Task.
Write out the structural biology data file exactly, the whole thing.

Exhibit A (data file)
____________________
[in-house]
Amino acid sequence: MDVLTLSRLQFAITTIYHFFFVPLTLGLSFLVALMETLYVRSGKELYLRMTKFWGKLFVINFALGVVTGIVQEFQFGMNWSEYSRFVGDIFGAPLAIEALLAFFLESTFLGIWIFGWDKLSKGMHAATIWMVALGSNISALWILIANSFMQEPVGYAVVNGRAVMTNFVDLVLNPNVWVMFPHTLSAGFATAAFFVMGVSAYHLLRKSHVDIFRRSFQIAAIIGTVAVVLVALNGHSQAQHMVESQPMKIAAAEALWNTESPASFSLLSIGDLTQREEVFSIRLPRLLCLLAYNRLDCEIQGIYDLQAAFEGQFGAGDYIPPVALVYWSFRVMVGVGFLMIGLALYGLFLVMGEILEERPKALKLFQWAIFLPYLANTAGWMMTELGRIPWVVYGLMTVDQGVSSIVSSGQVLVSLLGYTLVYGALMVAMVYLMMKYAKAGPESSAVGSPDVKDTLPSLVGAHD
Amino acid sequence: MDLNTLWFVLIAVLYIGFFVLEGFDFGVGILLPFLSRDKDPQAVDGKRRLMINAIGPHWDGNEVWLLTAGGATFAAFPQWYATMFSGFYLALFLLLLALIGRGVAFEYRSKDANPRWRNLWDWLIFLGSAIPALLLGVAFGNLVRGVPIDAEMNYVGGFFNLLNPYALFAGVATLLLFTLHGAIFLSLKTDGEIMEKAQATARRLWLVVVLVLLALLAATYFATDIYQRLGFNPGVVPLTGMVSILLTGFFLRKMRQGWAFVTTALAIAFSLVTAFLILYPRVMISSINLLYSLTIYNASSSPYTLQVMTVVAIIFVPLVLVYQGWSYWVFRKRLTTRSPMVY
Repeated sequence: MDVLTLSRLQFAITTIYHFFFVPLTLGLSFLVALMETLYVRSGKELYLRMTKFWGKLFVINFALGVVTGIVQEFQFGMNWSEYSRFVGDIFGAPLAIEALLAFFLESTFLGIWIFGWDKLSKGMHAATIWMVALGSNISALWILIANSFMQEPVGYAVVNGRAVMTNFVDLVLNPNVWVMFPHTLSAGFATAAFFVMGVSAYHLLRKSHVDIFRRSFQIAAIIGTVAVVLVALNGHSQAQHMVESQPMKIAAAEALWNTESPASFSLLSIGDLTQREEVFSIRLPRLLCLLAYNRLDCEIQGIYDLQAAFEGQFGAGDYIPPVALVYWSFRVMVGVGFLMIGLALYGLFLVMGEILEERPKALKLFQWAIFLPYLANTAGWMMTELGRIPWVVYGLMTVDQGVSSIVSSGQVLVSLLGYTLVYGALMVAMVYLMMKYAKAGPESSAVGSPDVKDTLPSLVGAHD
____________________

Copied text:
[in-house]
Amino acid sequence: MDVLTLSRLQFAITTIYHFFFVPLTLGLSFLVALMETLYVRSGKELYLRMTKFWGKLFVINFALGVVTGIVQEFQFGMNWSEYSRFVGDIFGAPLAIEALLAFFLESTFLGIWIFGWDKLSKGMHAATIWMVALGSNISALWILIANSFMQEPVGYAVVNGRAVMTNFVDLVLNPNVWVMFPHTLSAGFATAAFFVMGVSAYHLLRKSHVDIFRRSFQIAAIIGTVAVVLVALNGHSQAQHMVESQPMKIAAAEALWNTESPASFSLLSIGDLTQREEVFSIRLPRLLCLLAYNRLDCEIQGIYDLQAAFEGQFGAGDYIPPVALVYWSFRVMVGVGFLMIGLALYGLFLVMGEILEERPKALKLFQWAIFLPYLANTAGWMMTELGRIPWVVYGLMTVDQGVSSIVSSGQVLVSLLGYTLVYGALMVAMVYLMMKYAKAGPESSAVGSPDVKDTLPSLVGAHD
Amino acid sequence: MDLNTLWFVLIAVLYIGFFVLEGFDFGVGILLPFLSRDKDPQAVDGKRRLMINAIGPHWDGNEVWLLTAGGATFAAFPQWYATMFSGFYLALFLLLLALIGRGVAFEYRSKDANPRWRNLWDWLIFLGSAIPALLLGVAFGNLVRGVPIDAEMNYVGGFFNLLNPYALFAGVATLLLFTLHGAIFLSLKTDGEIMEKAQATARRLWLVVVLVLLALLAATYFATDIYQRLGFNPGVVPLTGMVSILLTGFFLRKMRQGWAFVTTALAIAFSLVTAFLILYPRVMISSINLLYSLTIYNASSSPYTLQVMTVVAIIFVPLVLVYQGWSYWVFRKRLTTRSPMVY
Repeated sequence: MDVLTLSRLQFAITTIYHFFFVPLTLGLSFLVALMETLYVRSGKELYLRMTKFWGKLFVINFALGVVTGIVQEFQFGMNWSEYSRFVGDIFGAPLAIEALLAFFLESTFLGIWIFGWDKLSKGMHAATIWMVALGSNISALWILIANSFMQEPVGYAVVNGRAVMTNFVDLVLNPNVWVMFPHTLSAGFATAAFFVMGVSAYHLLRKSHVDIFRRSFQIAAIIGTVAVVLVALNGHSQAQHMVESQPMKIAAAEALWNTESPASFSLLSIGDLTQREEVFSIRLPRLLCLLAYNRLDCEIQGIYDLQAAFEGQFGAGDYIPPVALVYWSFRVMVGVGFLMIGLALYGLFLVMGEILEERPKALKLFQWAIFLPYLANTAGWMMTELGRIPWVVYGLMTVDQGVSSIVSSGQVLVSLLGYTLVYGALMVAMVYLMMKYAKAGPESSAVGSPDVKDTLPSLVGAHD